Friday 18 November 2011

New Higgs combination is out

Here is a brief report about the long-awaited combination of the ATLAS and CMS Higgs search results using about 2 inverse femtobarn of data collected last summer. Overshadowed by faster-than-light neutrinos, that result was presented today at the HCP conference in Paris. It had been expected with as much thrill as results of parliamentary elections in the former Soviet Union. Indeed, in this fast-moving world 2 months ago is infinite past. Today particle physicists are rather busy rumoring the results based on the entire LHC data set of 5 inverse femtobarn. Moreover, the combined limits had not been difficult to guess, and a reasonable approximation of the official combination had been long available via viXra log.

Nevertheless, it's the chronicler's duty to report: the Standard Model Higgs is excluded at 95% confidence level for all masses between 141 GeV and 476 GeV.

Meanwhile, ATLAS and CMS have already had the first look at the full data set. Continuing the Soviet analogy, an uneasy rumor is starting among the working class and the lower-ranked party officials. Is the first secretary dead? Or on life support? Or, if he's all right, why he's not showing in public? We expect an official update for the 21st Congress of the Communist Party, sorry, the December CERN Council week. And wild speculations on Twitter well before that :-)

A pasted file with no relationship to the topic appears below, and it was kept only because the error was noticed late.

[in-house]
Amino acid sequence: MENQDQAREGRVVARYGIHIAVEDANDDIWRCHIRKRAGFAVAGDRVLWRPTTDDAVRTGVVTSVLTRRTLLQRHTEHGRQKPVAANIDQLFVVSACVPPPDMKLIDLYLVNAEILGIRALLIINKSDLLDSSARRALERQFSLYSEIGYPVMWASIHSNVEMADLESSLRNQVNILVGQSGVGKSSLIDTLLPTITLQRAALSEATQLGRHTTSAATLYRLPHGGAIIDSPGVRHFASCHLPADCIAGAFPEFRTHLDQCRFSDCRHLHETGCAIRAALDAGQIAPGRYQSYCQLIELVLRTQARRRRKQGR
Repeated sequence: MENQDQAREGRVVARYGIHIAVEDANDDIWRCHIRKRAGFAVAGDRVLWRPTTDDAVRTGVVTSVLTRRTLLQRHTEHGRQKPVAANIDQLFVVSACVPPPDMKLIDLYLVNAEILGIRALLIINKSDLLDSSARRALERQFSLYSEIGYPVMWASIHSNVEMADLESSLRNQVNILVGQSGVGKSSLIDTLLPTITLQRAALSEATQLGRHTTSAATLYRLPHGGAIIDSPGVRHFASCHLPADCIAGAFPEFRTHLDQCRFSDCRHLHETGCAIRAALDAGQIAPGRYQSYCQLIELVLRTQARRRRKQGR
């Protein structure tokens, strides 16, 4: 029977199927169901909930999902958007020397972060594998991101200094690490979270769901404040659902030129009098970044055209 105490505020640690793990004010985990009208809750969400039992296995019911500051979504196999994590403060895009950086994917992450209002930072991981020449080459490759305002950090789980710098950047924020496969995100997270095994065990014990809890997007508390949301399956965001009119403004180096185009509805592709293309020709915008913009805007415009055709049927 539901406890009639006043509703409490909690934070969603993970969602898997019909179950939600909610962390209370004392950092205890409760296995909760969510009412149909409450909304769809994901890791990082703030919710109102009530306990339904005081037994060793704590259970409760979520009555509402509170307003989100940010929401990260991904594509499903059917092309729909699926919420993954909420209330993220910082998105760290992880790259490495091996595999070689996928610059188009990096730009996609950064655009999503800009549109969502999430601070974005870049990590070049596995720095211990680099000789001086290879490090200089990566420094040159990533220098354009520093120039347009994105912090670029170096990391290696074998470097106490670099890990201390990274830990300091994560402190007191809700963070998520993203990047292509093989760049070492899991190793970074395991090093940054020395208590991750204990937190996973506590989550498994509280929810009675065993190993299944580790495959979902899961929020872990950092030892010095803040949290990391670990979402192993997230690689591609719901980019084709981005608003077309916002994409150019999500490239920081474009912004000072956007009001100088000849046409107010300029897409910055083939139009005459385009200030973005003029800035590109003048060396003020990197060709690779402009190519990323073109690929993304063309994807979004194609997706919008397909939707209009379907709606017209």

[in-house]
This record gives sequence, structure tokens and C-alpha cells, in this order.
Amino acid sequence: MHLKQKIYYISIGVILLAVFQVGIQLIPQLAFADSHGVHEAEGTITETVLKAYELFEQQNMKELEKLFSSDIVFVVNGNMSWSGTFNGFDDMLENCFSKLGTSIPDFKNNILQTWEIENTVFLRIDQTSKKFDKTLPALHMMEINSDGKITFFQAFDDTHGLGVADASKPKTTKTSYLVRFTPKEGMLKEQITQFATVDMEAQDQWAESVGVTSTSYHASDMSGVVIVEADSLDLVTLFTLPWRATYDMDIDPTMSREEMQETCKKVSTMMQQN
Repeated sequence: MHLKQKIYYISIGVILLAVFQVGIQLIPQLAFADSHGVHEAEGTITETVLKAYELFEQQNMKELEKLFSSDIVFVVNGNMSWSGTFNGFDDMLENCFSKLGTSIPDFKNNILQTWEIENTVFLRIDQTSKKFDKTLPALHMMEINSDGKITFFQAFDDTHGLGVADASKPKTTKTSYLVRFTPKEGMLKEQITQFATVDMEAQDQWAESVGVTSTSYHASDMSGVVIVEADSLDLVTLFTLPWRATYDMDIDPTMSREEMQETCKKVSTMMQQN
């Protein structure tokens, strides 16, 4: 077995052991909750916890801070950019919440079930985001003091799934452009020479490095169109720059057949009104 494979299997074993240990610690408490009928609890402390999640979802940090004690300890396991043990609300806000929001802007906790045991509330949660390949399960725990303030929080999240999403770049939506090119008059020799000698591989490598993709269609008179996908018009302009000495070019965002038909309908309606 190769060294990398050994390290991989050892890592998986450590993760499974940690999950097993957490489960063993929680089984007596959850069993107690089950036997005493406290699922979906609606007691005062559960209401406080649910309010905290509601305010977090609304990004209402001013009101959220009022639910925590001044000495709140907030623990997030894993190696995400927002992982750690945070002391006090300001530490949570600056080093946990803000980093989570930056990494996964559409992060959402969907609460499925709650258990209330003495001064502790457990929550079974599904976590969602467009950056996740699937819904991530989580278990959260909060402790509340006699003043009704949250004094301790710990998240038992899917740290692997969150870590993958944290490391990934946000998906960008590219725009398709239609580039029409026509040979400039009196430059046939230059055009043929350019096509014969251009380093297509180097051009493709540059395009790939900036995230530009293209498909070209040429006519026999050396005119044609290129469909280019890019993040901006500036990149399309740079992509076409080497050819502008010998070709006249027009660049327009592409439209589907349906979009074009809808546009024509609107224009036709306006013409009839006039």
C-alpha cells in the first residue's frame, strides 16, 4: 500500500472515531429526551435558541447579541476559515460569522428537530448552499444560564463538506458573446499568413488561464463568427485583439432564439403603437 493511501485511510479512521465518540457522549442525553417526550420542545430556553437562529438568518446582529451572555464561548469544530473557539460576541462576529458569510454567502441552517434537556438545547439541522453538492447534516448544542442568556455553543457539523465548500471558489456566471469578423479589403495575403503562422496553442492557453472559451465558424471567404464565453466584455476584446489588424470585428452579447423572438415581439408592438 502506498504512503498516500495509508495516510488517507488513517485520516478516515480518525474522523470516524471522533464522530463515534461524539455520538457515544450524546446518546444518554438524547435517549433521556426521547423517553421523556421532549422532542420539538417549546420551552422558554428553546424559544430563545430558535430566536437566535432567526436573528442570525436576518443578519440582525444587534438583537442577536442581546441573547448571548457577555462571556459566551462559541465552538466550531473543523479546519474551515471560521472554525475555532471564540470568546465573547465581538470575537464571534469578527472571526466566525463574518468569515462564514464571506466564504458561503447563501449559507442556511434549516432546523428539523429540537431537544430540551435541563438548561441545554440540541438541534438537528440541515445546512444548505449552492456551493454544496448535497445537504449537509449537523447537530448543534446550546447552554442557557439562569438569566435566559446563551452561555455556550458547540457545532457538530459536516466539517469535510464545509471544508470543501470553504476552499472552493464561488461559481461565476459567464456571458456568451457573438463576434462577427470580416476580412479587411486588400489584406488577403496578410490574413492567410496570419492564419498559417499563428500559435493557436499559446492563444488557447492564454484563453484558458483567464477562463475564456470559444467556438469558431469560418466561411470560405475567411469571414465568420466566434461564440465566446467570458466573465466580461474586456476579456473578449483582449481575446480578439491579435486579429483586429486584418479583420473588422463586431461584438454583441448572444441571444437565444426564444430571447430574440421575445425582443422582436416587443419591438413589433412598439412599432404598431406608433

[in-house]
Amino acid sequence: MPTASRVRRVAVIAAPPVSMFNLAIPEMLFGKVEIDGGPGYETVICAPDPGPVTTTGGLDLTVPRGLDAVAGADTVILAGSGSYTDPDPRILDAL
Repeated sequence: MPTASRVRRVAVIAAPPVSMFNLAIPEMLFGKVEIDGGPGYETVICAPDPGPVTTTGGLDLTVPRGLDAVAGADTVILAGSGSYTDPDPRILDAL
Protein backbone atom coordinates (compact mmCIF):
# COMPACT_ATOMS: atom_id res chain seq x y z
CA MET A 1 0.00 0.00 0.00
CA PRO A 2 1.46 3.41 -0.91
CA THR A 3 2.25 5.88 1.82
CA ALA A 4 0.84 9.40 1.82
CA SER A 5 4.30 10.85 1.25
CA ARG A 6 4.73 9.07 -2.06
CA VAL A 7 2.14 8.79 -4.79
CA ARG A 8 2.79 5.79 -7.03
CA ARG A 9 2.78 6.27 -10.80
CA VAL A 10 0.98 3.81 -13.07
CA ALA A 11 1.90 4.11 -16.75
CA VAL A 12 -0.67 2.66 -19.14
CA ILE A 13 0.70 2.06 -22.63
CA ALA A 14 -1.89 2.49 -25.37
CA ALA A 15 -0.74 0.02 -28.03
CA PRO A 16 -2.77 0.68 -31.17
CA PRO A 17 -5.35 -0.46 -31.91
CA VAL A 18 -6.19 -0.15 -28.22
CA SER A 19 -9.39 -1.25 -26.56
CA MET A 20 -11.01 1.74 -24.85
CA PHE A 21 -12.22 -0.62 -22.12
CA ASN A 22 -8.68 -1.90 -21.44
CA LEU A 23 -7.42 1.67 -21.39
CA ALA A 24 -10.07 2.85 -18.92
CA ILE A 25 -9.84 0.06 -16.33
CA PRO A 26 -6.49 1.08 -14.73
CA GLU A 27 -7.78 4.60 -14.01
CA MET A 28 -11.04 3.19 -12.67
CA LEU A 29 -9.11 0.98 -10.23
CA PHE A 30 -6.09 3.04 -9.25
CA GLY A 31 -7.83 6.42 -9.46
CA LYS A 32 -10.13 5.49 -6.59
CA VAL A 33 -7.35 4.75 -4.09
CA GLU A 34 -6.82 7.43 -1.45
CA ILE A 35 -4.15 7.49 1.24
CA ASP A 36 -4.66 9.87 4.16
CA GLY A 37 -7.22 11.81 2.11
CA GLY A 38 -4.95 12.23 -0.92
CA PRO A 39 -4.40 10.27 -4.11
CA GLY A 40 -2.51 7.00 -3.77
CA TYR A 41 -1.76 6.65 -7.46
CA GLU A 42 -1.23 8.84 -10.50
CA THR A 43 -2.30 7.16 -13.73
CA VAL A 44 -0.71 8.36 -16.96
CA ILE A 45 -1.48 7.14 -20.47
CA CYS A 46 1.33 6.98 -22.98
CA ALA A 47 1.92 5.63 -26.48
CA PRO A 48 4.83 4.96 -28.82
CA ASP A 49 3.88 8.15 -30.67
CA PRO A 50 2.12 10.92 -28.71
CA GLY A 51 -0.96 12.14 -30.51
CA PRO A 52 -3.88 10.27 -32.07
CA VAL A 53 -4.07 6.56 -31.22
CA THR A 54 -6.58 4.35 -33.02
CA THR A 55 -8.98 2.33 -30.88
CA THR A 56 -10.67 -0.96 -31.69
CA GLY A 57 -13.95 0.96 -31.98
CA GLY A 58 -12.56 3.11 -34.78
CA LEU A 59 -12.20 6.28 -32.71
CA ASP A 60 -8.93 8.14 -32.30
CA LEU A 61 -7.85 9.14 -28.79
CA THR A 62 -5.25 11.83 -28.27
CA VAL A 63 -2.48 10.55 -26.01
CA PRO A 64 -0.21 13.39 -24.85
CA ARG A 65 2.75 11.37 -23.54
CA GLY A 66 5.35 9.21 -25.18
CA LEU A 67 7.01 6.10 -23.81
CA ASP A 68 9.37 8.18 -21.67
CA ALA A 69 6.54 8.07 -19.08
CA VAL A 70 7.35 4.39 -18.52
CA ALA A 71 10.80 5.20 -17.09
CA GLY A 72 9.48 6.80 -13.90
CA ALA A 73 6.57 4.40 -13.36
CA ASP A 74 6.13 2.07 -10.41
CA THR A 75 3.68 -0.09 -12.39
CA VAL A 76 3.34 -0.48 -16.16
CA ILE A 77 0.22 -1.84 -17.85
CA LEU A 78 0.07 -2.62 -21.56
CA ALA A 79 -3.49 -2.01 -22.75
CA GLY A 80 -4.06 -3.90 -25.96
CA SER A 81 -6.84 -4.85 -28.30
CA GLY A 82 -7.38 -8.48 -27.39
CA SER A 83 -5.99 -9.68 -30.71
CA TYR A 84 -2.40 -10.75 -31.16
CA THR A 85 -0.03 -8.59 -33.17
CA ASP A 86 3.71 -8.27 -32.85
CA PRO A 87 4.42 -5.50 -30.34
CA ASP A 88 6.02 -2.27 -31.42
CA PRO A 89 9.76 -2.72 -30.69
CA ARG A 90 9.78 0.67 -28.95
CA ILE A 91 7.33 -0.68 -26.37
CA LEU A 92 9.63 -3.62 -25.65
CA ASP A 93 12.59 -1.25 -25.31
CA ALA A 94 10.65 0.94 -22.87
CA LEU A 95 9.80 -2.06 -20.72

See the public note for more details about the combination.


chris said...

at least a face could be seen in a Kremlin window that looked like the first secretary.

(there is a 2-sigma excess at 120GeV)

Alejandro Rivero said...

The point of having all the line off by two sigma up to the top quark, can not be a hint of topcolor or some ETC? Or some special new role for the top.

Marco Frasca said...

Standard model Higgs is dead and buried. But if such a field exists and is strongly coupled, as seems to emerge from the high mass excess, then it is supersymmetric: We will kill two birds with a stone.

Jester said...

I don't think this plot shows much hint in any of these directions. If anything, that the background is not under perfect control.

Marco Frasca said...


Sorry for the imprudence but I happened to read in all official CERN reports and talks that ATLAS, and only ATLAS, sees an excess at high mass. I agree with your view about background and this matter on Higgs is becoming every day even more exciting. Speedy neutrinos are just hiding all this.

Neil Bates said...

I don't think the Higgs will be found. I don't have a specific justification, but the case just doesn't seem convincing as I can gather, and negative results keep piling up.

David Brown said...

Consider 6 questions: Does the Higgs mechanism explain how mass occurs in nature? If the Higgs mechanism doesn't work, then what does explain how mass occurs in nature? If there is no Higgs mechanism in nature, then would that imply that supersymmetry might not occur in nature? Does SUSY occur in the form of particles? Does SUSY occur in nature in any form whatsoever? If the Higgs boson does not exist, then what are the best questions to ask?

Anonymous said...

what you are saying is, scientifically speaking, absolutely wrong! Science isn't a matter of opinion (the Popes thought Galileo and Darwin were wrong, science proved otherwise).
We may not find a Higgs boson, it's in the cards, but so far all the indirect signs tell us something very much like it must be there.

Anonymous said...

could someone explain to me if this is found and confirmed what the future will hold or could, and how it will change life as we know it globally


joshua -canada